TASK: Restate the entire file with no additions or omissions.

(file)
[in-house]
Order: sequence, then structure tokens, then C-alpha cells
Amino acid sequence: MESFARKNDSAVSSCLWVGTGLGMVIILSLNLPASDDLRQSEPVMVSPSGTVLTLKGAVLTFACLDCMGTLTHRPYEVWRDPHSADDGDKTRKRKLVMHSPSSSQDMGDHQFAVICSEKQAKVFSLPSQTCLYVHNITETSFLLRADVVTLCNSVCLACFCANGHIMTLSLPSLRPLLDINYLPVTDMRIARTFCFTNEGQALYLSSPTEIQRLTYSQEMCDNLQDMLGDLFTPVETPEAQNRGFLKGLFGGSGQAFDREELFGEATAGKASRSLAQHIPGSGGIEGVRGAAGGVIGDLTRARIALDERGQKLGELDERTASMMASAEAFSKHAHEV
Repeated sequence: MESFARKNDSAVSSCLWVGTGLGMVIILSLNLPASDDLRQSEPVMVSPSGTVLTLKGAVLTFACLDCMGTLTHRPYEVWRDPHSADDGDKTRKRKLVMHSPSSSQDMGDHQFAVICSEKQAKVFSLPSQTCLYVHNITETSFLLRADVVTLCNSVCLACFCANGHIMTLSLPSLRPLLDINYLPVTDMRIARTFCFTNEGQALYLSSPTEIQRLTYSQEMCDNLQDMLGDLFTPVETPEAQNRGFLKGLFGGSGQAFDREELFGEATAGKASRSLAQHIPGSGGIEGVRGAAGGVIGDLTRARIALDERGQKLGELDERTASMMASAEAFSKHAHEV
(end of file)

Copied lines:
[in-house]
Order: sequence, then structure tokens, then C-alpha cells
Amino acid sequence: MESFARKNDSAVSSCLWVGTGLGMVIILSLNLPASDDLRQSEPVMVSPSGTVLTLKGAVLTFACLDCMGTLTHRPYEVWRDPHSADDGDKTRKRKLVMHSPSSSQDMGDHQFAVICSEKQAKVFSLPSQTCLYVHNITETSFLLRADVVTLCNSVCLACFCANGHIMTLSLPSLRPLLDINYLPVTDMRIARTFCFTNEGQALYLSSPTEIQRLTYSQEMCDNLQDMLGDLFTPVETPEAQNRGFLKGLFGGSGQAFDREELFGEATAGKASRSLAQHIPGSGGIEGVRGAAGGVIGDLTRARIALDERGQKLGELDERTASMMASAEAFSKHAHEV
Repeated sequence: MESFARKNDSAVSSCLWVGTGLGMVIILSLNLPASDDLRQSEPVMVSPSGTVLTLKGAVLTFACLDCMGTLTHRPYEVWRDPHSADDGDKTRKRKLVMHSPSSSQDMGDHQFAVICSEKQAKVFSLPSQTCLYVHNITETSFLLRADVVTLCNSVCLACFCANGHIMTLSLPSLRPLLDINYLPVTDMRIARTFCFTNEGQALYLSSPTEIQRLTYSQEMCDNLQDMLGDLFTPVETPEAQNRGFLKGLFGGSGQAFDREELFGEATAGKASRSLAQHIPGSGGIEGVRGAAGGVIGDLTRARIALDERGQKLGELDERTASMMASAEAFSKHAHEV